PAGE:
Figure: photos from the soldier’s phone showing soldiers standing over the bodies of executed civilians. The images have been blurred by Myanmar Witness due to their graphic nature.

The connection between alleged perpetrators and the victims is strengthened with video footage recorded by the soldiers and published by RFA, which revealed the soldiers’ intention to kill and admissions that they killed people by slitting their throats. Myanmar Witness was able to geolocate the imagery of the detained civilians to the Mon Taing Pin monastery and the video of the soldiers to the high school in Pone Ta (ပုန်းတကား).


Figure: [Left] The background of the video of soldiers talking about killing individuals. This image has been altered by Myanmar Witness, mirroring the image to reflect an accurate background layout of the buildings. [Right] Google Earth satellite imagery from 2022 update. The red box highlights the building which is visible in the background and the orange box highlights where SAC troops were based.


Figure: [Left] Image highlighting buildings visible in the background of footage uploaded by Khit Thit Media, of a soldier taking a video. This was geolocated by Myanmar Witness [Right].


Figure: Images of Pone Ta Kar High School, sourced from the internet.


Figure: Myanmar Witness believes the footage was taken between these two buildings.


Myanmar Witness has identified 708 LIB as responsible for the massacre following an analysis of the soldiers’ clothing and weapons. Northwestern Regional Command patches are visible on the soldiers’ military fatigues and the weapon stickers identify the battalion. Additionally, the weapons carried by the individuals signal that this could be a special forces unit and reinforces the Myanmar military’s involvement in the massacre.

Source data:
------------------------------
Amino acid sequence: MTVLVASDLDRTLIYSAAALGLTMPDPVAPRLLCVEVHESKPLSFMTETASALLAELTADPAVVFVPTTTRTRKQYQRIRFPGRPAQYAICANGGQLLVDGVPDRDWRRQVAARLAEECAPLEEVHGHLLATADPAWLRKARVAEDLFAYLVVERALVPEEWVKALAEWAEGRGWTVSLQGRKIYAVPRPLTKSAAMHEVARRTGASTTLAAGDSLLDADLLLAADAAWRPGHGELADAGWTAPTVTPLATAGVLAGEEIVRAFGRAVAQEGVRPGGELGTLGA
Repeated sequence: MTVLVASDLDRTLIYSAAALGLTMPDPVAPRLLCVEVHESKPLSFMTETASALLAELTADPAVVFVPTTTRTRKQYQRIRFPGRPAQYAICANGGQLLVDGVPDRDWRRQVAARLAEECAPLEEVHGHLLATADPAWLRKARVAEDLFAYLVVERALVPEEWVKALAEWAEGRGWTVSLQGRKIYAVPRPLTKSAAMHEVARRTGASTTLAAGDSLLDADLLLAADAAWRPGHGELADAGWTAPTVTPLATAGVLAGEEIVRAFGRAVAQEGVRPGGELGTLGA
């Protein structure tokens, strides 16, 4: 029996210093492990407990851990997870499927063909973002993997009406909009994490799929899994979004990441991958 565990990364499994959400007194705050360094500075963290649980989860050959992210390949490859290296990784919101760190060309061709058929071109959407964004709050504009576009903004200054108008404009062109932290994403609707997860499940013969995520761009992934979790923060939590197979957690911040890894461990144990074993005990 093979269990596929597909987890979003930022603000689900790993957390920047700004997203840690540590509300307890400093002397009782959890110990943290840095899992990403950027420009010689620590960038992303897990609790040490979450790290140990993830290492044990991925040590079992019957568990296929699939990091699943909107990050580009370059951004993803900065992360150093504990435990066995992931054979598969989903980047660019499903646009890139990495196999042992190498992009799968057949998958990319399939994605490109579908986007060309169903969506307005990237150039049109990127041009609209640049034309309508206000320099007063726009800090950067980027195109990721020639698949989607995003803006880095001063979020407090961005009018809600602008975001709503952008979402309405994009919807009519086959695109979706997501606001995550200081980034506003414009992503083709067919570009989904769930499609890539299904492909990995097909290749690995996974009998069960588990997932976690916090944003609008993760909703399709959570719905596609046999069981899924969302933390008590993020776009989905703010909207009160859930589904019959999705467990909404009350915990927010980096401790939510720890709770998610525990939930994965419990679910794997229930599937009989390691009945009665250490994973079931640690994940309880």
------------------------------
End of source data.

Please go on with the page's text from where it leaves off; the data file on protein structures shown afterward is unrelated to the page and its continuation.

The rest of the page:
Figure: A selection of the 143 images in the cache of photos found on the soldier’s phone that were used to cross-reference the faces of the soldiers.

Myanmar Witness’ investigation also shows the same soldiers from the 708 LIB in Hmaw Taw (မှော်တော်) and Kyun Lel (​​ကျွန်းလယ်) villages with Wa Tha Wa, a Buddhist nationalist monk who has previously been linked with the training of pro-military militias and who is a senior figure in the Ma Ba Tha nationalist monk party.


Figure: Wa Tha Wa seen at the flower ceremony with members of 708 LIB that were linked to the Mon Taing Pin massacre.


Figure: [Left] Wa Tha Wa seen in footage with the military. [Right] Wa Tha Wa addressing soldiers. Source.

This investigation provides evidence of Myanmar military soldiers’ mindset and the lack of remorse for attacks on villages deemed as supporting pro-democracy forces (PDF) or ethnic armed organisations. This reflects a wider trend, which has also been revealed within a video of soldiers attacking Min Ywar (မင်းရွာ) village, Yesayo (ရေစကြို) township, analysed by Myanmar Witness within the ‘Thirsting for Blood’ report. The military has been linked to numerous violent attacks on villages throughout Myanmar. The Mon Taing Pin massacre is just one example of violence towards civilians perpetrated by the military. As a result, Myanmar Witness continues to monitor their activity.


[Warning: Graphic] This report contains graphic information. Myanmar Witness has blurred graphic imagery and images which could lead to the identification of the victims and perpetrators.


To read the full report, download the PDF.